You can set up your GitHub account to require an authentication code in addition to your password when you sign in.

About two-factor authentication

Two-factor authentication, or 2FA, is an extra layer of security used when logging into websites or apps. With 2FA, you have to log in with your username and password and provide another form of authentication that only you know or have access to.

Configuring two-factor authentication

You can configure two-factor authentication using a mobile app or via text message. You can also add a security key using FIDO U2F.

Configuring two-factor authentication recovery methods

You can set up a variety of recovery methods to access your account if you lose your two-factor authentication credentials.

Accessing GitHub using two-factor authentication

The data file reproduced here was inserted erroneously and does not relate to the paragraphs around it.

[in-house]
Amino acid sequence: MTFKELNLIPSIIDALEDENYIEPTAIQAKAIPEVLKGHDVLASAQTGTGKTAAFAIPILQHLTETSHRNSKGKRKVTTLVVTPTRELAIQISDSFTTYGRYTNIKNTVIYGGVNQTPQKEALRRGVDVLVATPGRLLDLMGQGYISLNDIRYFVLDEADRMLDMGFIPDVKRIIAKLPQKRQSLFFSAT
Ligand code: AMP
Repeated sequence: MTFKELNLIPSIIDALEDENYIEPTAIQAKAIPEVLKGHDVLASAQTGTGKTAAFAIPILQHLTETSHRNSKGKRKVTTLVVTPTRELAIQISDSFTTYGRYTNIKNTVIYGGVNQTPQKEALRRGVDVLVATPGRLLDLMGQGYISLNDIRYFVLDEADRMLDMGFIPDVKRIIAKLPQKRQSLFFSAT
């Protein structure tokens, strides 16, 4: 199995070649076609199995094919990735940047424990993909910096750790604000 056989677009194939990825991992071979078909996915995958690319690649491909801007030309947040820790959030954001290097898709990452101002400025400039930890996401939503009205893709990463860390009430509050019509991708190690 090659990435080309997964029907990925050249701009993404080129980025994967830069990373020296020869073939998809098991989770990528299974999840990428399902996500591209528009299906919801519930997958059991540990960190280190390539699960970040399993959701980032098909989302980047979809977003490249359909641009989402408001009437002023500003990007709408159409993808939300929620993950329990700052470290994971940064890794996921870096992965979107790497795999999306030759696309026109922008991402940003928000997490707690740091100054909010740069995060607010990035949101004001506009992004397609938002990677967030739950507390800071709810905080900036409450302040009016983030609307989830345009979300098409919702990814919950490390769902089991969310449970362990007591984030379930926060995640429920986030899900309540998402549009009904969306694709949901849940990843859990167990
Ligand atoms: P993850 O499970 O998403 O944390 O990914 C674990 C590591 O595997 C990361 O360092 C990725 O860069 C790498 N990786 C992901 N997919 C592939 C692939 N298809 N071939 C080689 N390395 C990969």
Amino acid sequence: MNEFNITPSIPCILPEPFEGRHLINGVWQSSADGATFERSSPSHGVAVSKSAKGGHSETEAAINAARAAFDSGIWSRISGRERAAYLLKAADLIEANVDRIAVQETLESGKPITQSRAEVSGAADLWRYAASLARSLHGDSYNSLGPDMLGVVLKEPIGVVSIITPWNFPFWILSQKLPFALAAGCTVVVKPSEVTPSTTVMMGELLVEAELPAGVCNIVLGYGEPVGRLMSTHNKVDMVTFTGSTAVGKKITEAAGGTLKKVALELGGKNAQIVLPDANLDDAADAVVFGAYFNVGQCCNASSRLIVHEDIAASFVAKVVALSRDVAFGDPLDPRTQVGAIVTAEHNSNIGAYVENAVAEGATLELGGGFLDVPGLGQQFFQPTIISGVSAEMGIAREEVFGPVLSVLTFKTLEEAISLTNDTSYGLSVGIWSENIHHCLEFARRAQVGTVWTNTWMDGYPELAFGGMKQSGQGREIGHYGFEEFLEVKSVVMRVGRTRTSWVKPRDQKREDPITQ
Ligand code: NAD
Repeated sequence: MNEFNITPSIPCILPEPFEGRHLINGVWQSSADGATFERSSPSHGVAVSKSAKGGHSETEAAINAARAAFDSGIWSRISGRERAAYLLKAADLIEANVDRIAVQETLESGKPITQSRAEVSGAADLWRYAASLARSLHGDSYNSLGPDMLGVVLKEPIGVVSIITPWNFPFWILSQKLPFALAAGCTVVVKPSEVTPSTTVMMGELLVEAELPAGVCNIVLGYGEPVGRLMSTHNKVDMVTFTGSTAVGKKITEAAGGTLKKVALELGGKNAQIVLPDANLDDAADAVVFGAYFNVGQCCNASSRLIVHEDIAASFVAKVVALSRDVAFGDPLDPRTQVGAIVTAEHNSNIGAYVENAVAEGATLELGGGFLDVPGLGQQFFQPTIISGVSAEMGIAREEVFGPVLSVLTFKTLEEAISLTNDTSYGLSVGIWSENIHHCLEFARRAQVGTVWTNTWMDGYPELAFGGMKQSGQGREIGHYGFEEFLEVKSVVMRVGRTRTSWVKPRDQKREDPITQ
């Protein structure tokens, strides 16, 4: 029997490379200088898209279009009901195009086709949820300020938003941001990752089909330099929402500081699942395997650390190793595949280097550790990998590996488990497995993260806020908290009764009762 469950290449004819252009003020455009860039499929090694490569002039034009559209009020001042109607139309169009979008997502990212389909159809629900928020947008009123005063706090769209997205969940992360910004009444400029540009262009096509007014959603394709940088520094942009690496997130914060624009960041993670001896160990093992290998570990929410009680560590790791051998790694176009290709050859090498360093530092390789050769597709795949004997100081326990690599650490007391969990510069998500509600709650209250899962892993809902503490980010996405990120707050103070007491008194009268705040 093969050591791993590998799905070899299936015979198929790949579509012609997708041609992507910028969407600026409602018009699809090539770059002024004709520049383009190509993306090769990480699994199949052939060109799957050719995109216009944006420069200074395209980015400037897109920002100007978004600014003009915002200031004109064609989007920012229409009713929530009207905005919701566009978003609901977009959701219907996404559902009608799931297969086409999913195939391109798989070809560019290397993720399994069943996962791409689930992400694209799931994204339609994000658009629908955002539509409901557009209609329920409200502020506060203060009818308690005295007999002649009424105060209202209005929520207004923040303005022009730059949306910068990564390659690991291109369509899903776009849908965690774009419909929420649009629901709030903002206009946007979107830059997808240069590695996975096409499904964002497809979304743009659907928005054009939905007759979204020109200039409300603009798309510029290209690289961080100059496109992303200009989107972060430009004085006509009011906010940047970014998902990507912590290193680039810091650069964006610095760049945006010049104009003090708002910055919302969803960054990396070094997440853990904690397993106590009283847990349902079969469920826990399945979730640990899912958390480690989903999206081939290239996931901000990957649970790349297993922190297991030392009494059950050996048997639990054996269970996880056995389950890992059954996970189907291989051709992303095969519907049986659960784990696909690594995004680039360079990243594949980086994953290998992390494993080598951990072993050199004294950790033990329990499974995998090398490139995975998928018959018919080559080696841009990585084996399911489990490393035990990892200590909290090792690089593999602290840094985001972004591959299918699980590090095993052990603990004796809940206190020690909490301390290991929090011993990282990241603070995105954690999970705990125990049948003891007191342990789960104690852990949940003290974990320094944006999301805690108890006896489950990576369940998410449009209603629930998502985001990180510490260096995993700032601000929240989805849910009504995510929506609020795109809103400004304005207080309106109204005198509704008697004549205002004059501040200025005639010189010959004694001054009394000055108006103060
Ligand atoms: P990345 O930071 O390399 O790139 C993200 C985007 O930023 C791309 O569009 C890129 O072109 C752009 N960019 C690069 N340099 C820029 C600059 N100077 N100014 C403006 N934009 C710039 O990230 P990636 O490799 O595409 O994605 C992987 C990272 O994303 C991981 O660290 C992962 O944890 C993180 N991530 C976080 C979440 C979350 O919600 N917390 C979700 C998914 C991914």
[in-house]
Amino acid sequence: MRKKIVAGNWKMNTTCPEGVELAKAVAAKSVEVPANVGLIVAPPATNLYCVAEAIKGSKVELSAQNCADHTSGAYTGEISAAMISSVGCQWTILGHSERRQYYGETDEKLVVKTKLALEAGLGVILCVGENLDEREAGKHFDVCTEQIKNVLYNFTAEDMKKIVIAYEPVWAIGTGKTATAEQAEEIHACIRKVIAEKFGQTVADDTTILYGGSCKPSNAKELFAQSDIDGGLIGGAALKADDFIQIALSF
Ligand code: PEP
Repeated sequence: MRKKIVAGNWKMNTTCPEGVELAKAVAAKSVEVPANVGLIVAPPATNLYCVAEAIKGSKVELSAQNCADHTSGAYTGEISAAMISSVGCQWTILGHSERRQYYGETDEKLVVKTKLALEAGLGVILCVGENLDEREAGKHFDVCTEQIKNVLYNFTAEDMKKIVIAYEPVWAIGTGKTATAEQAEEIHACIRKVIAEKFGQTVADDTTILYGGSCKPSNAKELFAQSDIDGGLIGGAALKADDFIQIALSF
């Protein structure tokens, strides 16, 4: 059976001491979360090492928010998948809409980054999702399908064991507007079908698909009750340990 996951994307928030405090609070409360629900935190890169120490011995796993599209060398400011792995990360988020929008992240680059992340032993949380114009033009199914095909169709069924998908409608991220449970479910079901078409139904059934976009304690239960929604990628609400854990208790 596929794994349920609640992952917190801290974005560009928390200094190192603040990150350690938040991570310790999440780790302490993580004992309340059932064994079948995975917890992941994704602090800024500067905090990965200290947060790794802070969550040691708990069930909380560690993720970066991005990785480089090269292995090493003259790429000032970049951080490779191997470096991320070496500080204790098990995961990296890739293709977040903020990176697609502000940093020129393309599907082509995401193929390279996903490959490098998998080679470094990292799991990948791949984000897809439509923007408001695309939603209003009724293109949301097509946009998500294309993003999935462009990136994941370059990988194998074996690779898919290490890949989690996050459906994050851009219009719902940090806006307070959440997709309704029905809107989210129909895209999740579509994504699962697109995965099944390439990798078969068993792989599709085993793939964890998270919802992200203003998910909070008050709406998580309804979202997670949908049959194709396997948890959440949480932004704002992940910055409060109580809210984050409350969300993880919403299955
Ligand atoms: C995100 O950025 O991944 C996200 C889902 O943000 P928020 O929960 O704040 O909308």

With 2FA enabled, you'll be asked to provide your 2FA authentication code, as well as your password, when you sign in or authenticate to GitHub.

Recovering your account if you lose your 2FA credentials

If you lose access to your two-factor authentication credentials, you can use your recovery codes, or another recovery option if you've set one up, to regain access to your account.

Changing two-factor authentication delivery methods for your mobile device

You can switch between receiving authentication codes through a text message or a mobile application.

Countries where SMS authentication is supported

Because of delivery success rates, GitHub only supports two-factor authentication via SMS for certain countries.

Disabling two-factor authentication for your personal account

If you disable two-factor authentication for your personal account, you may lose access to organizations you belong to.